Fat Lady on a Bike: My Journey to Peace and Fitness

Join me and my wonderful Electra Townie bike on my continuing journey to inner peace and both inner and outer fitness.

Tuesday, October 4, 2011

On the New Year

Last week we celebrated Rosh Hashono, the Jewish new year.  I've always thought that celebrating the new year at the same time, more or less, as the beginning of the new school year made a lot more sense than starting in the middle of winter, but on the other hand, it seems kind of odd to be starting up just at the time when the growing season is over.  I suppose the best time to celebrate a beginning might be in the spring, but after the summer is over, there is definitely a sense of getting back down to business that makes Rosh Hashono feel, to me, like an appropriate starting point for the year.

Though the Jewish new year is, in pretty much all respects, a much more serious affair than its secular counterpart, the one aspect the two holidays share is that sense of starting over with a clean slate that leads to resolutions.  In the Eastern European Jewish tradition, there's an actual ritual for that process, called tashlikh, which is Hebrew for throwing or casting away. On the afternoon of the first day of Rosh Hashono (or any time before the end of Succot, in some traditions), we go to a place of moving water (rivers or oceans) and cast bits of bread, representing our sins, into the stream so that we can be cleansed of them.

This was not something my family did when I was a child.  In fact, I first encountered it when I attended services at the place where some of my stepchildren were going to Hebrew School.  It seemed kind of fun, and a good excuse to go on a frequently sunny afternoon and be by water, which is something I always enjoy, and sing one of my favorite songs, but I can't say it felt particularly meaningful.  In more recent years, when we've celebrated the days of awe in Hawaii, going to do tashlikh led us to discover the beauty of Ala Moana Beach Park, which we had previously seen only from the road, and spend a quiet time with the surf and sea life.  But the best iteration has been what we do with some of our grandchildren.

We believe that a big part of our job as grandparents is to weave a connection between the newest generation and the traditions that we love, and the best way to do that, at least while they are all still so young, is to create fun and interesting experiences that they will associate with us and with the Jewish holidays.  For the days of awe, which abound with seriousness, the choices for fun and child-friendly activities are rather limited.  Apples and challah dipped in honey are always a big hit (our youngest, this year, discovered that he could use his apple slice as a scoop for the honey), and shofar (ram's horn) blowing is another fun activity.  But the casting out of sins?  That seems a little heavy for their innocent little souls, even if the river and the bread-throwing part seemed like they could be intriguing in the right sort of way.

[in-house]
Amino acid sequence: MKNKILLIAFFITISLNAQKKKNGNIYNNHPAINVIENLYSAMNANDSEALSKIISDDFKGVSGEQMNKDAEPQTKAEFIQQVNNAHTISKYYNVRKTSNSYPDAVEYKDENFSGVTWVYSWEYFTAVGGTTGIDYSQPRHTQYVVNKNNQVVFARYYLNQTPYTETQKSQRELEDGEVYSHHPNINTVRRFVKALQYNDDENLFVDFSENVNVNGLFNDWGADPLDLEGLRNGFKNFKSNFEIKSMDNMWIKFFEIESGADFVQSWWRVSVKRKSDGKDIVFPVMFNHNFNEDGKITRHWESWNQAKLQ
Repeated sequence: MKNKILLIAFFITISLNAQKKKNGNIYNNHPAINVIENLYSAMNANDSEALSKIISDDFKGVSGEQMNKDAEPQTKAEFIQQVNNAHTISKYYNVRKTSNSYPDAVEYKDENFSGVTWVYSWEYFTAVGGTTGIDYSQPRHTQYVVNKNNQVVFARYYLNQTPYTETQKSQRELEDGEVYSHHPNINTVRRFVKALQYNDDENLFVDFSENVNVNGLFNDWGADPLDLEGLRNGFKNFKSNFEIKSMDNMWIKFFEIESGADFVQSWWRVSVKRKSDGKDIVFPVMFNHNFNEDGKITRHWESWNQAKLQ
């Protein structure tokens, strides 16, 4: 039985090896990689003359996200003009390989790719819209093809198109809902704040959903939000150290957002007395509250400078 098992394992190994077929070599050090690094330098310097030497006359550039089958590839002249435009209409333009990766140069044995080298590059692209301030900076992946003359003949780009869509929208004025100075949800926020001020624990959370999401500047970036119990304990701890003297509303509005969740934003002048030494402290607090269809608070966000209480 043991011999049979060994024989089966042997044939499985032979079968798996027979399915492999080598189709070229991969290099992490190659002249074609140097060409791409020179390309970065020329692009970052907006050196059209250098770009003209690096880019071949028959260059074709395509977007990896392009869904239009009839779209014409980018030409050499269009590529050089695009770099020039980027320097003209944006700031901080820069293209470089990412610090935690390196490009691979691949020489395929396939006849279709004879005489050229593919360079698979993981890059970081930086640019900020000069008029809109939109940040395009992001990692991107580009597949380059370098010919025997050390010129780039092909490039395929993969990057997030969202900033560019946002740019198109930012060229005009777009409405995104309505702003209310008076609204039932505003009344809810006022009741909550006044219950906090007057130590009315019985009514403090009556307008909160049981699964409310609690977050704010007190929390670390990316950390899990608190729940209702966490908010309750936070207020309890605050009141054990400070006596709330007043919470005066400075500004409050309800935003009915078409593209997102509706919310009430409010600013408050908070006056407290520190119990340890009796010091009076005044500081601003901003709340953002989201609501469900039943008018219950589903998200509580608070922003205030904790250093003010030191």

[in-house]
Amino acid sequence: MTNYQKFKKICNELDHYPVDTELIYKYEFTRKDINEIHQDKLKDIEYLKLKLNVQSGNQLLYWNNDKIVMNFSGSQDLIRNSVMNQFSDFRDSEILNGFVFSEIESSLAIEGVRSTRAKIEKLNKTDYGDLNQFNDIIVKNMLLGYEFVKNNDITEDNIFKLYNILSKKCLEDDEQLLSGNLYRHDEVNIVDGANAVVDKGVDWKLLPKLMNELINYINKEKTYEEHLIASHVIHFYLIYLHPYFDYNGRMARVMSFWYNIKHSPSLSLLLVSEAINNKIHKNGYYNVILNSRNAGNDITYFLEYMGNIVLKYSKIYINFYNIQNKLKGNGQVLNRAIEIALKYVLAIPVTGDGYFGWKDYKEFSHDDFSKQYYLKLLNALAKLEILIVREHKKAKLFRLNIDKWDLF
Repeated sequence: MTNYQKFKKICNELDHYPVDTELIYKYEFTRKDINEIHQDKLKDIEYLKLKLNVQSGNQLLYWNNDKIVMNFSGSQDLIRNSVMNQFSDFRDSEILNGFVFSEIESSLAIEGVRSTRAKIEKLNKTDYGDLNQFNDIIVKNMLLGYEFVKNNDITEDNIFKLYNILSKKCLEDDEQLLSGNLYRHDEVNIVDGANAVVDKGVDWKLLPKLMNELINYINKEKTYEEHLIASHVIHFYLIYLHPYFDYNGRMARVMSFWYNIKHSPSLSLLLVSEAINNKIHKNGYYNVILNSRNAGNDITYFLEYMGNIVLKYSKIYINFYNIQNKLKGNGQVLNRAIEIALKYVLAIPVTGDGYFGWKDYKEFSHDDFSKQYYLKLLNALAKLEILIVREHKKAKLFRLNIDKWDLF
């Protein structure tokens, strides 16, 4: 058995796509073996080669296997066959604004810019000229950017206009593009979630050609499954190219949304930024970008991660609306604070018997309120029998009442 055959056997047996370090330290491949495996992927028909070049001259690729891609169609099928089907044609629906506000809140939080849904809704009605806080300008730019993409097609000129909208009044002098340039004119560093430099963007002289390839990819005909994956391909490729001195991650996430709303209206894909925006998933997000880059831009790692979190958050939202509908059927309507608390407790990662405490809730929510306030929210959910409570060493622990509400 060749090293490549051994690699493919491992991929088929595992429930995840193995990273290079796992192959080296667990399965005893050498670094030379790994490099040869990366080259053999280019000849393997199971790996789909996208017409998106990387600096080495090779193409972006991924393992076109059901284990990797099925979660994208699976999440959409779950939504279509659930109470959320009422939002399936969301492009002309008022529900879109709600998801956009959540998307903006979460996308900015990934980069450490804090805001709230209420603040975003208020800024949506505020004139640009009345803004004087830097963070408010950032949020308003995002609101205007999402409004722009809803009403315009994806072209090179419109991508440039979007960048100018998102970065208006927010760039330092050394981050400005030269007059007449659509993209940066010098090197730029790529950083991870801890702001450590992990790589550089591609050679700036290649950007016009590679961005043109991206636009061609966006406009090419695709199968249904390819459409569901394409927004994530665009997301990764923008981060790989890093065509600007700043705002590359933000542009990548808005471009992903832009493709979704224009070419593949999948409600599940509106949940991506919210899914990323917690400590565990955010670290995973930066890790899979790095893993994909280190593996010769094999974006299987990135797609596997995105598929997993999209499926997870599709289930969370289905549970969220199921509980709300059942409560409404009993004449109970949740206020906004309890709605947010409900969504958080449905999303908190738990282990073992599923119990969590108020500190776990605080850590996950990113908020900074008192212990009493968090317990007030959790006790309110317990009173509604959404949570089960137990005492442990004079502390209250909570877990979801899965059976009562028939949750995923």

While the concept of sins didn't seem appropriate, we figured that all kids over the age of 1 understand the notion of bad behavior, or behavior that  makes mommy and daddy upset.  Over the last few years, we've thrown away whining, not cleaning up the playroom, pushing siblings and a variety of other pre-school "sins."  This year, the kids threw away "bad behavior," being messy, and nightmares. And I threw away impatience and despair.  It felt very liberating.  As I watched the chunks of bread float merrily down the stream and listened to my grandchildren shouting with excitement over something they had found in the water, I felt peaceful and content, and happy to be starting this wonderful new year.

May we all enter this new season full of peace and a sense of adventure.

A hui hou.

No comments:

Post a Comment